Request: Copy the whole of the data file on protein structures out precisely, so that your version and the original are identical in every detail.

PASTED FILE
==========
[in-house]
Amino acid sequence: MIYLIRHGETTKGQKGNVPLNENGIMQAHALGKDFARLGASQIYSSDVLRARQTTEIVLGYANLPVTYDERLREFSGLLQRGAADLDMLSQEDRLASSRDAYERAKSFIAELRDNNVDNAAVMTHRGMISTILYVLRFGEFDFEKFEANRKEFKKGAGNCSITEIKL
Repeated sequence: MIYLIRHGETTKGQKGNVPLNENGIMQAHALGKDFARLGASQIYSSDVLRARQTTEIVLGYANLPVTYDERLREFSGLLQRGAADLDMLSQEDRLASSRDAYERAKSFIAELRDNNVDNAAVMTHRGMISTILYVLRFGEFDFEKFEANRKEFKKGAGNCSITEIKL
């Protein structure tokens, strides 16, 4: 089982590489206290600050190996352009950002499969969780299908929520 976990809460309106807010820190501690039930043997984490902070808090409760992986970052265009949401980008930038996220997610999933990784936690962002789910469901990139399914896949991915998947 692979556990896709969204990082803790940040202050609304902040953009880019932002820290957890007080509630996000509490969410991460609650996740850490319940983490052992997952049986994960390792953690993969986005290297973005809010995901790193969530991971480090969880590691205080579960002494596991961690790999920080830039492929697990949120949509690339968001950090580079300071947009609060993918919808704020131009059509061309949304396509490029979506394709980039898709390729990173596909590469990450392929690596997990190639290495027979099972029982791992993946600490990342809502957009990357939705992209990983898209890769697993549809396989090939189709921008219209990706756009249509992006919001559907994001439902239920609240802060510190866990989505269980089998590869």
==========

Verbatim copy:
[in-house]
Amino acid sequence: MIYLIRHGETTKGQKGNVPLNENGIMQAHALGKDFARLGASQIYSSDVLRARQTTEIVLGYANLPVTYDERLREFSGLLQRGAADLDMLSQEDRLASSRDAYERAKSFIAELRDNNVDNAAVMTHRGMISTILYVLRFGEFDFEKFEANRKEFKKGAGNCSITEIKL
Repeated sequence: MIYLIRHGETTKGQKGNVPLNENGIMQAHALGKDFARLGASQIYSSDVLRARQTTEIVLGYANLPVTYDERLREFSGLLQRGAADLDMLSQEDRLASSRDAYERAKSFIAELRDNNVDNAAVMTHRGMISTILYVLRFGEFDFEKFEANRKEFKKGAGNCSITEIKL
């Protein structure tokens, strides 16, 4: 089982590489206290600050190996352009950002499969969780299908929520 976990809460309106807010820190501690039930043997984490902070808090409760992986970052265009949401980008930038996220997610999933990784936690962002789910469901990139399914896949991915998947 692979556990896709969204990082803790940040202050609304902040953009880019932002820290957890007080509630996000509490969410991460609650996740850490319940983490052992997952049986994960390792953690993969986005290297973005809010995901790193969530991971480090969880590691205080579960002494596991961690790999920080830039492929697990949120949509690339968001950090580079300071947009609060993918919808704020131009059509061309949304396509490029979506394709980039898709390729990173596909590469990450392929690596997990190639290495027979099972029982791992993946600490990342809502957009990357939705992209990983898209890769697993549809396989090939189709921008219209990706756009249509992006919001559907994001439902239920609240802060510190866990989505269980089998590869």